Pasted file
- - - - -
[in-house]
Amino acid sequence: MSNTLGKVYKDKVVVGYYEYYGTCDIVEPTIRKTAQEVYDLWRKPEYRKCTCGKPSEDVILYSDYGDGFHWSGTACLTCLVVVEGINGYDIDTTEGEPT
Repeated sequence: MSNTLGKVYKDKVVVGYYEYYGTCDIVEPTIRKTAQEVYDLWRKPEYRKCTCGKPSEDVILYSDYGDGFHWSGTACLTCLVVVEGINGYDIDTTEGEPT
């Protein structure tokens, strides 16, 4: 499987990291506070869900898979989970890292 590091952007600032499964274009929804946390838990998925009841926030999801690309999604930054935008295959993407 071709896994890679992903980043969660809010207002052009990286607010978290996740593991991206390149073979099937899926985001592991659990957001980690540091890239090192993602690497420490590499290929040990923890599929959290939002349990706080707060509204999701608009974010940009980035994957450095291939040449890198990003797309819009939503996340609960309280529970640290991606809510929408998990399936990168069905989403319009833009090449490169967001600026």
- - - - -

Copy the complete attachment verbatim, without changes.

[in-house]
Amino acid sequence: MSNTLGKVYKDKVVVGYYEYYGTCDIVEPTIRKTAQEVYDLWRKPEYRKCTCGKPSEDVILYSDYGDGFHWSGTACLTCLVVVEGINGYDIDTTEGEPT
Repeated sequence: MSNTLGKVYKDKVVVGYYEYYGTCDIVEPTIRKTAQEVYDLWRKPEYRKCTCGKPSEDVILYSDYGDGFHWSGTACLTCLVVVEGINGYDIDTTEGEPT
């Protein structure tokens, strides 16, 4: 499987990291506070869900898979989970890292 590091952007600032499964274009929804946390838990998925009841926030999801690309999604930054935008295959993407 071709896994890679992903980043969660809010207002052009990286607010978290996740593991991206390149073979099937899926985001592991659990957001980690540091890239090192993602690497420490590499290929040990923890599929959290939002349990706080707060509204999701608009974010940009980035994957450095291939040449890198990003797309819009939503996340609960309280529970640290991606809510929408998990399936990168069905989403319009833009090449490169967001600026």